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Trauma and violence informed care through decolonising interagency partnerships: a complexity case study of Waminda’s model of systemic decolonisation
|Trauma and violence informed care through decolonising interagency partnerships||1.37 MB|
In Australia, the dominant discourse centres on Aboriginal and Torres Strait Islander peoples’ health in terms of disparity, disadvantage and deficit, which does not give adequate attention to structural determinants, transgenerational trauma and present trauma, including experiences of racism.While policies and interventions generally acknowledge the ongoing legacy of colonisation, this does little to actively redress the contemporary manifestations of colonisation that persist in the form of transgenerational trauma, structural inequity and intersecting forms of racism in Australia.
This case study describes firstly the context in which ACCHOs build interagency partnerships, which requires navigating complex funding, discordant priorities and power differentials. Secondly, this case study demonstrates an adaptive response to these partnership challenges, in which Waminda has harnessed the power of activism to reorient interagency partnerships toward working collaboratively through a decolonisation lens.
This research uses Indigenous research methods, such as yarning interviews with the workforce from four partner health services, yarning circles bringing to verify and refine emerging themes, and semi-structured interviews with a facilitator of Waminda’s decolonisation workshop and participants. Synthesis of data has been undertaken in stages through collaborative framework and thematic analysis.
ACCHO staff identified that effective partnerships and working relationships with other services, both government and NGOs, are essential to achieving good outcomes for their clients and communities. Advocacy by ACCHO staff was evident at all levels—on behalf of individual clients or families, on behalf of their organisation and at a policy level around funding, programs and key performance indicators. Non-Aboriginal colleagues and interagency partners who were culturally competent and worked in a culturally safe way were highly valued by Aboriginal and Torres Strait Islander staff and were viewed as allies.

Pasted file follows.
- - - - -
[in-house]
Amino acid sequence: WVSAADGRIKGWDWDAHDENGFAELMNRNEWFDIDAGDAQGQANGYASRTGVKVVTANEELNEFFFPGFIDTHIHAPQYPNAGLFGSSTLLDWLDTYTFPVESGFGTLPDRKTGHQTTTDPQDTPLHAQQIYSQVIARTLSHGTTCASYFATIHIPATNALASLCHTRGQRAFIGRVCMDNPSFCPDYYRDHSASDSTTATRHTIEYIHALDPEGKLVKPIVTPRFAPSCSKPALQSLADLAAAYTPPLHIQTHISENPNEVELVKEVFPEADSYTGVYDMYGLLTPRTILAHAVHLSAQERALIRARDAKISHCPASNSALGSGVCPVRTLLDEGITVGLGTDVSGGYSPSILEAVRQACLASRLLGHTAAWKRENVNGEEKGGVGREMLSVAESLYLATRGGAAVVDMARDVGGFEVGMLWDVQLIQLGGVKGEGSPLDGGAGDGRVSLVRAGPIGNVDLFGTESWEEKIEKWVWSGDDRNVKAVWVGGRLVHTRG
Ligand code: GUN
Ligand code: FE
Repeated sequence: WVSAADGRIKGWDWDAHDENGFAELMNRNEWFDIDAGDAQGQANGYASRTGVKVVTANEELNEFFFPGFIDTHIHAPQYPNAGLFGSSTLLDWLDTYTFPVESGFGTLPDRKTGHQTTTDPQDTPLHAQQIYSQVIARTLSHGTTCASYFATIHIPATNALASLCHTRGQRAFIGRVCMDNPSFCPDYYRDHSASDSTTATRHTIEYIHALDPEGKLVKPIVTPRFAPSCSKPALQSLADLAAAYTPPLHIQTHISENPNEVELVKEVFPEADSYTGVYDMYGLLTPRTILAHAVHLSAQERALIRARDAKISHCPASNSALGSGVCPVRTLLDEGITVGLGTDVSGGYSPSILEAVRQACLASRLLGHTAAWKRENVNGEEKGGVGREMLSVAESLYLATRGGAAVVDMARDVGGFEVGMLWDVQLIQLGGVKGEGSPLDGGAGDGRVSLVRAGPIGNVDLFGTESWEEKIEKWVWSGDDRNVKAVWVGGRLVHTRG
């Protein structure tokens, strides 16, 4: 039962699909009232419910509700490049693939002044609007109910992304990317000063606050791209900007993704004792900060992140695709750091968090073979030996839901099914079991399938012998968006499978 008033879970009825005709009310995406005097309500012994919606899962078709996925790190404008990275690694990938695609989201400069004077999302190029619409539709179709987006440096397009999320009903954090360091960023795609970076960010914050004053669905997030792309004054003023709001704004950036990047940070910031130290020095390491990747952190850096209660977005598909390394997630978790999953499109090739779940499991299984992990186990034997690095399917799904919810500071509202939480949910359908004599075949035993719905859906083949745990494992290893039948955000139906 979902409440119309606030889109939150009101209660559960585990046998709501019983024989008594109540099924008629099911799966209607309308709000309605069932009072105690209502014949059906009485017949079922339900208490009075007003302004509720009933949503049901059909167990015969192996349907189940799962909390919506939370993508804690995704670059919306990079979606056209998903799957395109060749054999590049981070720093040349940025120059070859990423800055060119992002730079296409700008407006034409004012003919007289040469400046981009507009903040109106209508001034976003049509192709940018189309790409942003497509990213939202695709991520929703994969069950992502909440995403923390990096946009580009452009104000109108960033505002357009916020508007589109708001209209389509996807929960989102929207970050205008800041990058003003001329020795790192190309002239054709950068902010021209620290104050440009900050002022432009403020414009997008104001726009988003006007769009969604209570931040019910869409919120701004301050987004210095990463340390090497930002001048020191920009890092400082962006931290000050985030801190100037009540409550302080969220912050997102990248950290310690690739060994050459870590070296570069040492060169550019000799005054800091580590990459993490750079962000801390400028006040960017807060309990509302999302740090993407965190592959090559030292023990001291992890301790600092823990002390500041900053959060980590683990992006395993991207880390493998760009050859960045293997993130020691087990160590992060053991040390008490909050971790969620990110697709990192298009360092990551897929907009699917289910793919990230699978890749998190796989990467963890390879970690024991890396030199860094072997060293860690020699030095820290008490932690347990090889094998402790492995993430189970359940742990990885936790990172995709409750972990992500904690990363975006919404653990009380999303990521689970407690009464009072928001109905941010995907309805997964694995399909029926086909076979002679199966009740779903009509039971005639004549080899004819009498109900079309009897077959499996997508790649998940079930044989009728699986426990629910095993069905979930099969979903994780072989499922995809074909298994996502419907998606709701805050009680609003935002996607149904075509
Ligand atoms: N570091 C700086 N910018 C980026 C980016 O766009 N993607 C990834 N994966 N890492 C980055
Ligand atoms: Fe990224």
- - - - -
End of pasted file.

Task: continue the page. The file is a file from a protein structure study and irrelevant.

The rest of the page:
Health and social services are complex systems and implementing changes in policy and practice are equally complex and multi-faceted. Achieving systemic change requires effective interagency partnerships. However, these partnerships can be fraught with issues of power imbalance, competing priorities and discordant world views, all of which are manifestations of a complex social system that sits in a colonised context. To counter this, Waminda has driven a process of collective learning and reflecting with partners to generate a common language around colonisation and structures of power, racism and whiteness. Beyond enhancing workforce capability and strengthening partnerships in terms of knowledge, language and understanding, Waminda’s approach represents a call to action for the Australian health and social services sector, and in particular for organisational leaders to take responsibility for enacting change and decolonising themselves and their organisations.